Blockchain Cases and Innovations

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Now showing 1 - 9 of 9
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    Identifying Developer Engagement in Open-Source Software Blockchain Projects through Factor Analysis
    ( 2023-01-03) Nijsse, Jeff ; Litchfield, Alan
    The ubiquity of GitHub for software developers to coordinate software development in a community platform has resulted in a rich source of public data. Blockchain teams put open-source code as a founding principle since the release of Bitcoin and nearly all blockchain-based projects have code visible on GitHub. Developer engagement is known to be important to the health and viability of open-source software, yet has varying definitions and no standard method of measuring what constitutes engagement. This work uses exploratory factor analysis to identify dimensions that represent engagement in a community of open-source developers. We find that a latent factor composed of pull-requests, commits, comments, and authors based on a monthly average of the previous three months is a representation of Developer Engagement. A secondary factor consists of stars, forks, and total authors. Cross validation of the dataset is carried out with good support for the model.
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    Requirements and Design Principles for Blockchain-enabled Matchmaking-Marketplaces in Additive Manufacturing
    ( 2023-01-03) Kölbel, Tobias ; Linkenheil, Marcel ; Weinhardt, Christof
    Blockchain-enabled marketplaces offer considerable potential for cross-company networks. The area of additive manufacturing appears particularly promising. However, the practical impact of business-to-business marketplaces in today’s organizations are still scarce, and academic literature contains limited design guidelines. Synthesizing knowledge from literature, practice, and qualitative expert interviews, our study explores 27 mandatory requirements, six optional requirements, and 12 design principles.
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    Blockchain-based Continuous Timestamps Tracking System: Towards Ownership Information Believability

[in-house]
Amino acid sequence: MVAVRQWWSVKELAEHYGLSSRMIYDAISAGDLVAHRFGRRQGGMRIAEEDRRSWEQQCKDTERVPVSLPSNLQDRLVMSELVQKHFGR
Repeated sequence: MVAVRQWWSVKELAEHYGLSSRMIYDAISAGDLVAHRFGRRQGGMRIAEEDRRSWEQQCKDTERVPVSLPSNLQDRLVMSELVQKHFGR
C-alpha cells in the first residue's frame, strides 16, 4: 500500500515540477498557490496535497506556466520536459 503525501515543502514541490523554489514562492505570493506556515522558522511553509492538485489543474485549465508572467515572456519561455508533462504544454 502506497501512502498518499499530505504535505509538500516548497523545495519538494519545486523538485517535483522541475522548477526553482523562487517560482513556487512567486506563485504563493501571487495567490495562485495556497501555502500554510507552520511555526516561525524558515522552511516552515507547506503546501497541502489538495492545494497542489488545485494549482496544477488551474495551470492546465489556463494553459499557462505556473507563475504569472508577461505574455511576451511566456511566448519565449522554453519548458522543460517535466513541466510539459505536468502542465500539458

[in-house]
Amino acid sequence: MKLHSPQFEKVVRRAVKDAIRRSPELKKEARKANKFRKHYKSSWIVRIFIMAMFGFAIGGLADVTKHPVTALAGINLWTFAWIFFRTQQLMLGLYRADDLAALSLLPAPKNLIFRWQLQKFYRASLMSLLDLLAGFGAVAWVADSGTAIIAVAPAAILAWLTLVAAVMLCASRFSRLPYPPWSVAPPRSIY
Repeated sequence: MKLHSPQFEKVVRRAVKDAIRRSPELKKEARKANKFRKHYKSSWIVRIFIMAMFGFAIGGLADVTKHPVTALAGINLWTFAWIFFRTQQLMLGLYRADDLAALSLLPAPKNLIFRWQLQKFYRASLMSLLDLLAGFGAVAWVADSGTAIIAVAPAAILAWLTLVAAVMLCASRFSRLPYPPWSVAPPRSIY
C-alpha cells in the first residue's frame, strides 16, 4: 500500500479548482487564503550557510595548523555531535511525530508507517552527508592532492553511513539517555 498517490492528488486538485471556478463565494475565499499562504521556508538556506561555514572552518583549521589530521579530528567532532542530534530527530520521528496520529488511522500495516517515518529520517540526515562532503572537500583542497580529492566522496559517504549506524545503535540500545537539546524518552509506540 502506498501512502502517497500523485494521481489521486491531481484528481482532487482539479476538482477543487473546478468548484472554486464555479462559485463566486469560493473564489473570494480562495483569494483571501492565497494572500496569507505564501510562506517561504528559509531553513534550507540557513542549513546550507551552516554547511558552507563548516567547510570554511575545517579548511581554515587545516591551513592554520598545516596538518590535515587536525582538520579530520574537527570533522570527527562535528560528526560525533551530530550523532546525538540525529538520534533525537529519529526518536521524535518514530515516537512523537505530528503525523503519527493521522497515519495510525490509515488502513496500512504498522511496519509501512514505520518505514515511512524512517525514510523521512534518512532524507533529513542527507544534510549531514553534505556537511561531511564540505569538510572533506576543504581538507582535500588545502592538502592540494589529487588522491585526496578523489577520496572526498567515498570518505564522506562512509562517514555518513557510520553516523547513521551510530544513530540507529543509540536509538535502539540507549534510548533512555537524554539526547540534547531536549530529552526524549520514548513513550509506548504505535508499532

( 2023-01-03) Cu, Mina ; Peko, Gabrielle ; Chan, Johnny ; Sundaram, David
    Ownership information of high value assets such as property is often concealed and fragmented, adversely affecting information believability. Following the design science research approach, we conceptualize believability as a data quality dimension that supports ownership traceability. We then investigate how blockchain technology might improve information believability in ownership traceability systems. We represent and address our findings via the development of a blockchain-based continuous timestamps tracking system model, framework and implementation for property ownership. A use case of banking transactional data for property ownership traceability is introduced to illustrate our workflow and system design. The proposed system takes advantage of blockchain technology such as traceability and irreversibility to support information believability in the design, management, and use of information systems.
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    A Systematic Review of Blockchain-based Loyalty Programs
    ( 2023-01-03) Abooleet, Saeed ; Kinnett, Seth
    Customer loyalty programs, the incentive structures designed to reward and retain customers for purchases and other activities, have struggled to maximize their intended goals. Academics and industry practitioners have advocated for the use of blockchain technology as a vehicle to revolutionize loyalty programs. Despite this hype, we have yet to see an examination of existing blockchain-based loyalty solutions. This paper identifies, reviews, and classifies tokenized loyalty solutions. Using a web-scraping method, we systematically retrieved 9,642 tokens listed on the website. Multiple applications of inclusion/exclusion criteria resulted in 21 active loyalty programs based on blockchain, which we evaluated in depth. Our findings confirm that the domain is nascent yet more actualized than previous research has suggested. This analysis fills a much-needed role in the blockchain-loyalty literature by providing an industry lens into the realities of blockchain as a loyalty solution.
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    Introduction to the Minitrack on Blockchain Cases and Innovations
    ( 2023-01-03) Christodoulou, Klitos ; Themistocleous, Marinos ; Da Cunha, Paulo
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    Reorganization and Participation in Decentralized Platform Ecosystems: Evidence from Blockchain Forking
    ( 2023-01-03) Hsieh, Ying-Ying ; Andersen, Jonas